SKP Tax Alert
Volume 9 Issue 12 | 25 July 2016
Principle of Mutuality, rejected by the Gujarat High Court, for services provided by an SEZ unit to a DTA unit of the same legal entity

In a recent judgment delivered by the Gujarat High Court (HC), in the case of Commissioner versus Larsen & Toubro Ltd, 2016-VIL-355-GUJ-ST, the Principle of Mutuality was held not applicable when services are provided by SEZ unit to DTA unit of same legal entity. However, service tax levy was set aside on a different ground that the service provided carried no actual value.

Facts of the case
  • L&T Ltd is a company (respondent or Company), which has its presence in Domestic Tariff Area (DTA) as well as in Special Economic Zone (SEZ).
  • The SEZ units of the Company entered into an agreement (for convenience purpose) with the DTA units of the Company for the provision of Business Support Services in the nature of project management activities including planning and controls, back operations for finance and accounts, etc. and such services were availed by the DTA units of the Company.
  • The SEZ units of the Company raised invoices (for convenience purposes) for the above mentioned services provided to the DTA units on a monthly basis and such transactions were recorded in their books of accounts. However, there was no actual flow of consideration.
Issue before the Court
  • The question raised was, whether the department is legally correct in levying service tax on the provision of service by an SEZ unit to its DTA unit, although both are a part of the same legal entity.
Ruling of the Court
  • In the instant case, the Ahemdabad Tribunal held that, no service tax can be levied when services are provided by one unit of the Company to another unit of the Company, both being part of the same legal entity i.e. no service tax can be levied on service to self. Accordingly, the Tribunal upheld the principal of mutuality (i.e. service tax can be levied where there is a provision of service by one person to another for the consideration i.e. existence of two separate persons) and stated that no service tax would be levied on services rendered by the SEZ unit to the DTA unit of the same Company.
  • When the above order was challenged and the question was placed before the HC, the HC referred to the definition of person as defined in the Special Economic Zones Act, 2005 since the term person was not defined in erstwhile Service Tax law i.e. before 1 July 2012. Furthermore, among the other provisions referred, the HC mainly referred to Rule 19(7) of Special Economic Zones Rules, 2006 and observed that the SEZ unit of an enterprise has additional unit in DTA, therefore has distinct identity with separate books of accounts.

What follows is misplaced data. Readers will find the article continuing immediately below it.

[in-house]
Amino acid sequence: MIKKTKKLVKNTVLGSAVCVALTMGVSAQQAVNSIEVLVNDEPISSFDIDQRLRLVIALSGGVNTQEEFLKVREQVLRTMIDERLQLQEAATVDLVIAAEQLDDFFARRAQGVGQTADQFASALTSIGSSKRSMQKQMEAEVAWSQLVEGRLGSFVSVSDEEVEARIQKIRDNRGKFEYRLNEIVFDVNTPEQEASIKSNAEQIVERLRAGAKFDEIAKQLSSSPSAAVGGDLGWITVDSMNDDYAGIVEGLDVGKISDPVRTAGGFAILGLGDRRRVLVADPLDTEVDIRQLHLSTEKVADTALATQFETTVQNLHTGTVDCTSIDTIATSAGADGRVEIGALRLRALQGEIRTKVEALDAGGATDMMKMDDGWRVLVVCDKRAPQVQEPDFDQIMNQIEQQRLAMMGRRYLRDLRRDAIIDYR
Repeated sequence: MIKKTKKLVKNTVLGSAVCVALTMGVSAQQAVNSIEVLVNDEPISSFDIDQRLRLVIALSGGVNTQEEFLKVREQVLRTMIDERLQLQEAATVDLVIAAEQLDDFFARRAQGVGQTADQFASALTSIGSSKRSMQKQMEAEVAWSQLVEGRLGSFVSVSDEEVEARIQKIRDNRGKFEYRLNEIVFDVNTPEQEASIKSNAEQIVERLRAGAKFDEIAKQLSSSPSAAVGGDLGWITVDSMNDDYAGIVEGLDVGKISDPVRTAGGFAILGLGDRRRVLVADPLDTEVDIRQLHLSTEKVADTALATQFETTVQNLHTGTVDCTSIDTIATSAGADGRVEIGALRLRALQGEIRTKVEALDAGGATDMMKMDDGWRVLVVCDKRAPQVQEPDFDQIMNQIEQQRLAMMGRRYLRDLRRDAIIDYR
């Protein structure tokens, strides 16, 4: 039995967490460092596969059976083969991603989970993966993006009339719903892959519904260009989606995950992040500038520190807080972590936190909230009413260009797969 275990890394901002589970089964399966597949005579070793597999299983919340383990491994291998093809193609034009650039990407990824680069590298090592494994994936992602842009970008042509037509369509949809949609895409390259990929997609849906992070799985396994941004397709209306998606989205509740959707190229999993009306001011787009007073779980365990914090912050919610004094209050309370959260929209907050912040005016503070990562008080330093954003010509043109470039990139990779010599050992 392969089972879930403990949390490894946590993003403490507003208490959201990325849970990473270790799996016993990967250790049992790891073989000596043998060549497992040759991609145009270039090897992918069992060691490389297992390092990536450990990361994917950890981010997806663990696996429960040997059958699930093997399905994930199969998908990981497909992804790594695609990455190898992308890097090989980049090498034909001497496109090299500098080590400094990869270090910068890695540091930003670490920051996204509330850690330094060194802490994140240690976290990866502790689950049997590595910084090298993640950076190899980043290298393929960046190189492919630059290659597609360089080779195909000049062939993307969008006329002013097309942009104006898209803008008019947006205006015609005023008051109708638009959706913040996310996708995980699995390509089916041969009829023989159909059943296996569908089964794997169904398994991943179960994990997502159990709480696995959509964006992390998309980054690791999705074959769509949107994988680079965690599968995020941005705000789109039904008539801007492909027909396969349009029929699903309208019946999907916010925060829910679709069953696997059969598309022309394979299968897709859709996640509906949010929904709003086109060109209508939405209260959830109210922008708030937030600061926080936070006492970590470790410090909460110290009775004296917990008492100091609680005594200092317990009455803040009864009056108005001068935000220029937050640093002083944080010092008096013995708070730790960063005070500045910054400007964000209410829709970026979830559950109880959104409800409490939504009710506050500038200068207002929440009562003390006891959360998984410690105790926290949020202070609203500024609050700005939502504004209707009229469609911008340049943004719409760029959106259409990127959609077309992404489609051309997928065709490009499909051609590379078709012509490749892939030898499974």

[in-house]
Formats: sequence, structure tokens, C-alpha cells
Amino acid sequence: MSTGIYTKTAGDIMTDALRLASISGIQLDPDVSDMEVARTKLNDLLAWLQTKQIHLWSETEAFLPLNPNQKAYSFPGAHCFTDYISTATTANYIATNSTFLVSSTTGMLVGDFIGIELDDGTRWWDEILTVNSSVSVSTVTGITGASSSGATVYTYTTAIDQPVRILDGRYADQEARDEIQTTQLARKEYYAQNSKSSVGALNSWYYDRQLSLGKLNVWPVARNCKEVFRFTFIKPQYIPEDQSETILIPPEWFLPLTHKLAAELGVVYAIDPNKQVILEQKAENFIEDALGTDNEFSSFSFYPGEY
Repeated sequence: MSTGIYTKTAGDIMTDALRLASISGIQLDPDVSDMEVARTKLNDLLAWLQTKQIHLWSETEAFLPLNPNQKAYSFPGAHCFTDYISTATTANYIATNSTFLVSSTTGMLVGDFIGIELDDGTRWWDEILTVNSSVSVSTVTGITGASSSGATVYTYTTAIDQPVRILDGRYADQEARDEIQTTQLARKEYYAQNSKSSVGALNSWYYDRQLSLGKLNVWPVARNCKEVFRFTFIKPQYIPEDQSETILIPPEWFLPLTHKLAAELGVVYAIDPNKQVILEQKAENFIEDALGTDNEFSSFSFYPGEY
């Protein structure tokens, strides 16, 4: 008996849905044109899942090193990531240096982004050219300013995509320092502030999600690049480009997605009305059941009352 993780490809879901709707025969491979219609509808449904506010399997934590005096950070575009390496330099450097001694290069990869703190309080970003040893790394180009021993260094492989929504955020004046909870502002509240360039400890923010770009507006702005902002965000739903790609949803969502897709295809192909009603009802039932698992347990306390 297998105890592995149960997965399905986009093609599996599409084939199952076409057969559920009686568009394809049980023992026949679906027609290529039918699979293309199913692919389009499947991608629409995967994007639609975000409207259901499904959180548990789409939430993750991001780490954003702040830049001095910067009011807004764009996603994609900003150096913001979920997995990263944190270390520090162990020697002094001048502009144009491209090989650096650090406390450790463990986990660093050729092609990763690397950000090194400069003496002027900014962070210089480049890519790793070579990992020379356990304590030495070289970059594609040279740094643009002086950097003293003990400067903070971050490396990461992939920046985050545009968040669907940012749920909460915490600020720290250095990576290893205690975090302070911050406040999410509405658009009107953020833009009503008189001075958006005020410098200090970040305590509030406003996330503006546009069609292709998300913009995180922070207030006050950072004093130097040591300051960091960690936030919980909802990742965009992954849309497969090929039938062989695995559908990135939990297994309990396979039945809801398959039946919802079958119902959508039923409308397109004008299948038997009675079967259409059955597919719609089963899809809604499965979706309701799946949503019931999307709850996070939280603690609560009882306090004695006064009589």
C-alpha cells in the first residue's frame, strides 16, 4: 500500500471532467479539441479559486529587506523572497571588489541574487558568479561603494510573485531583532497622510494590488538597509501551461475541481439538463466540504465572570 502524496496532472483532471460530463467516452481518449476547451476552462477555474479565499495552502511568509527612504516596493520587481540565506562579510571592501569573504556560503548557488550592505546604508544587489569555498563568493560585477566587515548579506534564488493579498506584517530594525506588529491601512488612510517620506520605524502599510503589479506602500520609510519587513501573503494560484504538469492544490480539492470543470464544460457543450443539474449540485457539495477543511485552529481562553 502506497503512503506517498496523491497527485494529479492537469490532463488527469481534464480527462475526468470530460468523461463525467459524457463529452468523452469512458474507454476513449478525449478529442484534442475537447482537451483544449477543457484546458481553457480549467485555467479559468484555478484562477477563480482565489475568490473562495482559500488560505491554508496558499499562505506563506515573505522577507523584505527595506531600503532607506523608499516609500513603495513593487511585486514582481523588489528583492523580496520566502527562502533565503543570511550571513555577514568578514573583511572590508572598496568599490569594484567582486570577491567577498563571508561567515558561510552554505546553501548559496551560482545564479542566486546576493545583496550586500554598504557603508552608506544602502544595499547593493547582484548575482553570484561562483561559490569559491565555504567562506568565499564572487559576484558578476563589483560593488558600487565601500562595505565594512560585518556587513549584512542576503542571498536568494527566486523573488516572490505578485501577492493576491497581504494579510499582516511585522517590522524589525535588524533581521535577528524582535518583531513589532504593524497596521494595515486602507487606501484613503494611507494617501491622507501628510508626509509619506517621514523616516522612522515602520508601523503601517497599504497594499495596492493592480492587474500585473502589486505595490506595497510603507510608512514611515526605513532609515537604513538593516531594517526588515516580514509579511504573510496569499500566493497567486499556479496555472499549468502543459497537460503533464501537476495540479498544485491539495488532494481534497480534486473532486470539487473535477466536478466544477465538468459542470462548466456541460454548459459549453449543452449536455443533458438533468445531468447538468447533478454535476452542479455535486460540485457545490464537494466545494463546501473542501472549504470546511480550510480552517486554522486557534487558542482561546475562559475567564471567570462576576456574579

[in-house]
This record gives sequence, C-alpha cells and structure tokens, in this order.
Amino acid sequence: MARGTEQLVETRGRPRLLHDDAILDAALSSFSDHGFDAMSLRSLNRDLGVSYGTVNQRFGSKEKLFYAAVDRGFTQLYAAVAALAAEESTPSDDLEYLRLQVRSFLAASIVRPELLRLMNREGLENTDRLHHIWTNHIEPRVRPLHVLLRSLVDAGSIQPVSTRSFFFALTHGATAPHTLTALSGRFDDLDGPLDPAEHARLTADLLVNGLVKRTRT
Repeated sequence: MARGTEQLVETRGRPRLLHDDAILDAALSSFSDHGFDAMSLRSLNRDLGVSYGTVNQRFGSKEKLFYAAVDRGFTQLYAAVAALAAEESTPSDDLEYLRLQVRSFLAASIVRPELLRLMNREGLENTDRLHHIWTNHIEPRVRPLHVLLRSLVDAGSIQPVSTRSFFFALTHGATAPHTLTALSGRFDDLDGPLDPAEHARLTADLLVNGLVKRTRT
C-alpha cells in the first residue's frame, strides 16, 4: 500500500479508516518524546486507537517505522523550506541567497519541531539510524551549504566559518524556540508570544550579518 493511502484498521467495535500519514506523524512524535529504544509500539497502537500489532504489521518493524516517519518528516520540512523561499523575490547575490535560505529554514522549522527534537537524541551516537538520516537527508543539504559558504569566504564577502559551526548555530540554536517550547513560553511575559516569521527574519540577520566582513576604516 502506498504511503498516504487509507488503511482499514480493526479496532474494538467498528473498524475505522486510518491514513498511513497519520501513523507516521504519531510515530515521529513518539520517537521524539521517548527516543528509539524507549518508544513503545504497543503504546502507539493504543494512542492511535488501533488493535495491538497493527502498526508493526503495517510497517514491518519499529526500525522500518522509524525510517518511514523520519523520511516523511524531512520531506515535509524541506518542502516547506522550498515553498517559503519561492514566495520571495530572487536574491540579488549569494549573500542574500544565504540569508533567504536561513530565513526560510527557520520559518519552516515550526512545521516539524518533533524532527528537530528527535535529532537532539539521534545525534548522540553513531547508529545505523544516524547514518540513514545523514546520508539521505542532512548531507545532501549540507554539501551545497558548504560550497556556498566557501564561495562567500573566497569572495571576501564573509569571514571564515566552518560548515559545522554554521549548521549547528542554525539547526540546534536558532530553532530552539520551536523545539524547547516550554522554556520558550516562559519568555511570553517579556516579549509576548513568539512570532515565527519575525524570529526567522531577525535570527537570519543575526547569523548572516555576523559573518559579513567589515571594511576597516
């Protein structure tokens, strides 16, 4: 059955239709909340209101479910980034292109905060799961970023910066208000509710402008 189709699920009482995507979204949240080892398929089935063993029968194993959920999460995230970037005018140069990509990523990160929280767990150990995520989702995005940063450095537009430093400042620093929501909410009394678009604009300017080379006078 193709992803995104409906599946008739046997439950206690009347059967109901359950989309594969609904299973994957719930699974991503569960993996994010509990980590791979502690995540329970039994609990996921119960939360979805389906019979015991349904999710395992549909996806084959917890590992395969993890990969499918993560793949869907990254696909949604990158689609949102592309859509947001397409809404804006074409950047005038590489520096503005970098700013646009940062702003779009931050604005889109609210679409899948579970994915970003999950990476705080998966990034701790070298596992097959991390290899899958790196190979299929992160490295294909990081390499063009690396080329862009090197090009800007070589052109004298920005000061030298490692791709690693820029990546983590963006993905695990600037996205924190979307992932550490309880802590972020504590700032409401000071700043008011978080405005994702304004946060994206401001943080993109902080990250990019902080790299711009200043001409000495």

• Furthermore, the HC noted that, the contention of the Company regarding  the principle of mutuality cannot be accepted, and if this principle is applied, then the very artificial creation of treating an SEZ unit separate and distinct for accounting, consumption of raw materials, production and clearance purpose would shatter.
  • The HC mentioned in its order that, service tax is levied on the value of taxable service at a prescribed percentage. In the instant case, no service tax would be levied, not because of the reason of principle of mutuality which the Court denied but since there is no actual flow of consideration for the provision of service. Furthermore, there was no separate mechanism provided in the Finance Act, 1994 for charging service tax on the deemed value. Accordingly, it would not be possible for the authority to collect any tax on the provision of service where there is no actual flow of consideration.
  • The High Court took a contrary view from that of Tribunal, thereby setting aside the liability of service tax on a different ground, since no consideration was received for the provision of service.
SKP's comments
  • Given the above ruling, when an entity has units in an SEZ as well as in a DTA and if the SEZ unit provides services to the DTA unit for which it receives consideration, then it could be exposed to the levy of service tax by the authorities.
  • Nonetheless the above ruling pertains to the erstwhile service tax law where the terms ‘person’, ‘service’ and such other relevant terms were not defined by the law. However, such terms have been defined in the new service tax regime with effect from 1 July 2012, hence, new contentions can be evaluated based on such changes in the law, especially with respect to the definition of the term ‘person’.
  • It must also be noted that the deeming fiction created under the new service tax regime as provided under the definition of ‘service’ does not create distinct identities between SEZ units vis-a-vis the DTA unit of the same legal entity. In this regard, reference can be made to judicial pronouncement of M/s India Exports versus the State of Uttar Pradesh and Others wherein the Allahabad High Court noted that deeming fiction cannot be inferred in law and the fiction should be created by law itself. Furthermore, the Supreme Court in the case of Imagic Creative Pvt Ltd (2008-09 STR-337-SC) noticed that the legal fiction should be applied only to the extent for which it was enacted and contemplated by the legislature.
  • Accordingly, it is important to analyse the various definitions and provisions under the prevalent service tax law including clarifications issued along with case laws ruled as per the current laws in order to determine the applicability of the case in the present day scenario.
  • Separately, it is interesting to note that under the Model GST Law released by the central government in the public domain on 14 June 2016, suggests that the supply to self may become taxable under the GST regime. Given this, it is possible that the concept of mutuality may also be revisited under the current regime.

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